Thursday, July 14, 2011
Jane Austen Manuscript sells for $1.6 Million
Secret bidder nabs Jane Austen manuscript for $1.6 million
By Liz Goodwin | The Lookout
An unfinished, handwritten manuscript penned by Jane Austen has just sold for more than three times its expected price at a Sotheby's auction, fetching a whopping $1.6 million from an unknown buyer over the telephone.
Entitled The Watsons, it is the only handwritten Austen manuscript still in private hands. No original manuscripts exist of her six finished works, making The Watsons all the more unique and valuable to Austen fans.
Associate Professor of English at Manhattanville College Juliette Wells tells The Lookout that it's "fascinating" the manuscript sold for so much more money than Sotheby's predicted.
"Anyone can go on the web and look at the facsimiles that just sold for 1.6 million dollars," she adds. "So why would you pay unless you thought owning them would bring you closer to Jane Austen in some way?" (Check out the manuscript online here.)
Austen has a very devoted following, and this book is the "most precious Jane Austen relic that's come up to auction in our lifetime," Wells says. Dozens of fan fiction spin-offs, movie adaptations and even, of course, a zombie-infused take on Pride and Prejudice have sprouted up in Austen's honor, nearly two hundred years after the writer's death.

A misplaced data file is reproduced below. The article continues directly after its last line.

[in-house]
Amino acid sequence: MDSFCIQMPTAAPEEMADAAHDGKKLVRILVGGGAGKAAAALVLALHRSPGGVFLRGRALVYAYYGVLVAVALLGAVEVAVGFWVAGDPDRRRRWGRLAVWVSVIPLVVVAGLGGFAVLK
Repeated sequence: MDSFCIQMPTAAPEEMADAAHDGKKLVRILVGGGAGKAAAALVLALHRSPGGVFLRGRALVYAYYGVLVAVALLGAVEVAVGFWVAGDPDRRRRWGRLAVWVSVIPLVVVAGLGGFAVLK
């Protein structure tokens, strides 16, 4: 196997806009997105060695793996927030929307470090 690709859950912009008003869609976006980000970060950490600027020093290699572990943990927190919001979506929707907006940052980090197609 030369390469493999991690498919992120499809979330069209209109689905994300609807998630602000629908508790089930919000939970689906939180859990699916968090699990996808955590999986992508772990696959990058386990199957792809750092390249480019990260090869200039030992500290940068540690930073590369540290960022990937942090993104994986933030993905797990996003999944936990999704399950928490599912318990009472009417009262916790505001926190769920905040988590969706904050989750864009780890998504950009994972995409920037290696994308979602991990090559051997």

The marked-up draft affords a rare glimpse into Austen's writing process, Wells adds. The 68-page manuscript is made up of booklets that Austen created herself by folding her writing paper in half.
The Guardian writes that the famous author began the novel in 1804, when she had just had one manuscript rejected and another spiked by a publisher. Some speculate that she never finished The Watsons because its story hit too close to home: the novel's heroine is worried her ill clergyman father will die and leave the family penniless, which happened to Austen in real life only one year later.
Even though she wrote the book during a difficult time, it shows off Austen's trademark wit. The critic Margaret Drabble called it "a tantalizing, delightful and highly accomplished fragment, which must surely have proved the equal of her other six novels, had she finished it," according to Reuters.
It's unknown whether the Austen devotee who won the bidding war will make the manuscript publicly available or keep it private.